Tag Archives: easy readers

This is a Dog by Ross Collins

by Ross Collins a dog
Overall: 5 out of 5 stars

I will admit that I was skeptical when my coworker handed me this one, proclaiming it’s hilarious. The first several pages are fairly benign, with simple text reading “This is a [animal]” and then a picture of that animal. But the dog on the cover gets increasingly bold and chases the other animals away or making their page say “This is a dog.” He even dresses up like an elephant on the elephant page, which made me laugh out loud. The text follows as the antics veer off into “this is a chase” and “this is a trick” and ends with the dog having eluded the others and curls up to sleep. (One note to those who try to stay away from potty humor is that one spread has the dog peeing on a giraffe.) This book would be a great Kindergarten read-aloud, plus the large type and repetition of “This is a” on every page would make it a good early reader too! Very reminiscent of Kelly Bingham’s Z is for Moose and Circle, Square, Moose – but this dog is less obnoxious than Moose.

Hooray for Lolo by Niki Daly

9781946395382by Niki Daly
Overall: 4 out of 5 stars

Lolo is a young South African girl with relatable adventures. Her mother and grandmother, Gogo, help her navigate a best friend who embellishes,  getting her first library card (and promptly losing track of her first library book), having surgery (appendicitis), and babysitting. There is a second book of her adventures, Here Comes Lolo, both published in 2020. This book is an early transitional chapter book and Lolo reminds me of Anna Hibiscus. At the beginning is a two-word glossary for words in Xhosa, one of which doesn’t appear in the book at all. More helpful words would have been Gogo or Tata, though the reader eventually figures them out from the story.

Case of the Missing Carrot Cake

Overall: 4 out of 5 stars

Meet Detective Wilcox and Captain Griswold, MFIs (Missing Food Investigators). When they get a call from Miss Rabbit across the farm about her missing carrot cake, they jump on the case and solve it before the party.

This book seems aimed at about a second-grade reading level but had tons of puns and police jargon jokes that I’m not sure if kids will think it’s funny or mostly confusing or will go over their heads entirely. But it was a solid story and not one that a kid is likely to solve on their own, though the clues are presented (and I’m pleased to say that I figured it out about halfway through, unlike with certain Encyclopedia Browns I have read before!).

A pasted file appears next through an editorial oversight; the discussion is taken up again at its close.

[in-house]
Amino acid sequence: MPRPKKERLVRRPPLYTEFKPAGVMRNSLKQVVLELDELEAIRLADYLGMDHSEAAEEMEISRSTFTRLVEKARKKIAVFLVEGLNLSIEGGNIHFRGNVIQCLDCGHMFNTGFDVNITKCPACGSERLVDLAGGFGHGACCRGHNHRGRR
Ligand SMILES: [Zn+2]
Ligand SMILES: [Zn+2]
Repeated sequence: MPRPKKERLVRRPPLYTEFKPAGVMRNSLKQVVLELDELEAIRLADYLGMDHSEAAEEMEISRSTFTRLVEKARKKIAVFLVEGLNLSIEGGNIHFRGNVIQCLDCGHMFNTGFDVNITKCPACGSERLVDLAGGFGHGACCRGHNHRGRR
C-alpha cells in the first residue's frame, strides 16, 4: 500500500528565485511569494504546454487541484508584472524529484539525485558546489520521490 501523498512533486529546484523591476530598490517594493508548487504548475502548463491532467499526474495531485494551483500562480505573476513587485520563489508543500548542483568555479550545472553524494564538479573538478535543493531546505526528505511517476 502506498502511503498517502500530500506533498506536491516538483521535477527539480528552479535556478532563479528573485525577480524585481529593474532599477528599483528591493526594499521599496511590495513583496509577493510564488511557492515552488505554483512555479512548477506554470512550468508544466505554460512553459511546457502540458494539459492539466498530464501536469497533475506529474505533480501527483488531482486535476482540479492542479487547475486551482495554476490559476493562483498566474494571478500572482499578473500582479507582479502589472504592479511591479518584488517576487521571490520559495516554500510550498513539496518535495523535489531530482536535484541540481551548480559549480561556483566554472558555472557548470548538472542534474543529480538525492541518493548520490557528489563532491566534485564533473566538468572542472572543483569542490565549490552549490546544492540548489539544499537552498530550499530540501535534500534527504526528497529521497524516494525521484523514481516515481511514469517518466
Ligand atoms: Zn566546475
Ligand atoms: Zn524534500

Next Stop: The Trouble With Chickens http://www.doreencronin.com/books.html

Double Review: American Revolution Easy Readers

I live and work in Massachusetts, where Patriot’s Day (and all things American Revolution) is alive and well. Over the past year, I’ve heard my colleagues recommend two particular books on a number of occasions, and I decided it was finally time to read them.

Sam the Minuteman by Nathaniel Benchley, illustrated by Arnold Lobel (of Frog and Toad fame)

Overall: 4 out of 5 stars

Sam lives in Lexington, Massachusetts, and gets swept up in the Battle of Lexington. The text is copyright 1969 and refers to the war being “about 200 years ago.” It explains the origin of the term Minuteman (being ready at a minute’s notice to fight the British), a brief glimpse at everyday colonial life, and how drastically outnumbered the rebel colonists were. I had to ask my colleagues, who were mostly locals, to fill in some of the gaps since it is billed as fiction, but all the facts were the same (only Sam did not exist). There is a reenactment every year in Lexington that I was trying to reconcile with the description of the battle in the book, but they’re both pretty close to truth. It’s an I Can Read book, level 3, and includes long words like awakened and frightened, plus a few contractions.

George the Drummer Boy, also by Nathaniel Benchley, illustrated by Don Bolognese

Overall: 4 out of 5 stars

Same deal, only the story of the battles of Lexington and Concord are told by a British boy, who also reminds us that “one of by land, two if by sea” turned out to be two lanterns in the church tower, so the soldiers went by boat. It presents facts like the people of Concord had hidden their battle supplies elsewhere, and the British set fire to some buildings. George seems more clueless than Sam, though his story doesn’t involve as much waiting around. Each boy has a friend his own age who gets hit, so the danger is there but not the blood and pain. This is also an I Can Read book, level 3.

I’m a Frog!

by Mo Willems
Overall: 5 out of 5 stars

Fans of Willems’ Elephant and Piggie series will not be disappointed by the latest installment. Piggie is back, being her irrepressibly creative and free-spirited self, and Gerald the elephant overcomes his stodgy, inside-the-box thinking to a hilarious conclusion. My coworkers and I nabbed this one as it came into the library on hold for a patron and quickly passed it around. In true Mo Willems style, my favorite part was the aside to adults. 100% Willems, 100% brilliant. It’s always hard to know if he’ll be able to top himself, but it’s safe to say this is my favorite Elephant and Piggie yet!

Wizard and Wart in Trouble

by Janice L. Smith
Overall: 3 out of 5 stars

I don’t usually get too excited about Easy Readers that aren’t written by Mo Willems or Cynthia Rylant, but this one came up in a specific search (for fantasy that a certain 7-year-old I know can read by himself) and it was pretty cute. The title is a joke and you have to read all four short chapters to get the joke at the very end, but it made the work of reading rewarding, which is good for when reading is still work.